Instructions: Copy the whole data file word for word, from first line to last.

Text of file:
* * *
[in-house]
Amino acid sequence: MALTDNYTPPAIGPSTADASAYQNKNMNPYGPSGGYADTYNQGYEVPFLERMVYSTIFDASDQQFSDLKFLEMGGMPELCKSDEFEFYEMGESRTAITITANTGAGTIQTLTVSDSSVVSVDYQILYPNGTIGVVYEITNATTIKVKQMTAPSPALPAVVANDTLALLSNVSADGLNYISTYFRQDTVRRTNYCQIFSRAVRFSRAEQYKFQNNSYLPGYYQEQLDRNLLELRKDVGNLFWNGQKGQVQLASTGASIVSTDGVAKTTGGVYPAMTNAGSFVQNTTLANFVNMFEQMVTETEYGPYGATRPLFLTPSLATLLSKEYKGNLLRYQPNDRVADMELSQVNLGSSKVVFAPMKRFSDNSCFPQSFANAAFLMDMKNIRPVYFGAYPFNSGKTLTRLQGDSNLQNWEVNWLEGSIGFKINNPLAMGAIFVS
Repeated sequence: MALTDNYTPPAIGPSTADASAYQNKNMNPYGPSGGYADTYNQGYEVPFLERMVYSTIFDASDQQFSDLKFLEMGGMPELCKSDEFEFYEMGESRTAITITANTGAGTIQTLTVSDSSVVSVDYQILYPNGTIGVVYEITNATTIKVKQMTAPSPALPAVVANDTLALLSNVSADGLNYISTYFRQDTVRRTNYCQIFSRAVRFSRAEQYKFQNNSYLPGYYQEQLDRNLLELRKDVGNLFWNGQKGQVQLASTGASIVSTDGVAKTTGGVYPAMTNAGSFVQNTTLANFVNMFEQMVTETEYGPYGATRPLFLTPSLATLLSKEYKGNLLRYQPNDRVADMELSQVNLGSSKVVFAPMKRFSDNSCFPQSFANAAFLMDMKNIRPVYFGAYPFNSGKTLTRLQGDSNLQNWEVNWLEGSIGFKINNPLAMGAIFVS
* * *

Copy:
[in-house]
Amino acid sequence: MALTDNYTPPAIGPSTADASAYQNKNMNPYGPSGGYADTYNQGYEVPFLERMVYSTIFDASDQQFSDLKFLEMGGMPELCKSDEFEFYEMGESRTAITITANTGAGTIQTLTVSDSSVVSVDYQILYPNGTIGVVYEITNATTIKVKQMTAPSPALPAVVANDTLALLSNVSADGLNYISTYFRQDTVRRTNYCQIFSRAVRFSRAEQYKFQNNSYLPGYYQEQLDRNLLELRKDVGNLFWNGQKGQVQLASTGASIVSTDGVAKTTGGVYPAMTNAGSFVQNTTLANFVNMFEQMVTETEYGPYGATRPLFLTPSLATLLSKEYKGNLLRYQPNDRVADMELSQVNLGSSKVVFAPMKRFSDNSCFPQSFANAAFLMDMKNIRPVYFGAYPFNSGKTLTRLQGDSNLQNWEVNWLEGSIGFKINNPLAMGAIFVS
Repeated sequence: MALTDNYTPPAIGPSTADASAYQNKNMNPYGPSGGYADTYNQGYEVPFLERMVYSTIFDASDQQFSDLKFLEMGGMPELCKSDEFEFYEMGESRTAITITANTGAGTIQTLTVSDSSVVSVDYQILYPNGTIGVVYEITNATTIKVKQMTAPSPALPAVVANDTLALLSNVSADGLNYISTYFRQDTVRRTNYCQIFSRAVRFSRAEQYKFQNNSYLPGYYQEQLDRNLLELRKDVGNLFWNGQKGQVQLASTGASIVSTDGVAKTTGGVYPAMTNAGSFVQNTTLANFVNMFEQMVTETEYGPYGATRPLFLTPSLATLLSKEYKGNLLRYQPNDRVADMELSQVNLGSSKVVFAPMKRFSDNSCFPQSFANAAFLMDMKNIRPVYFGAYPFNSGKTLTRLQGDSNLQNWEVNWLEGSIGFKINNPLAMGAIFVS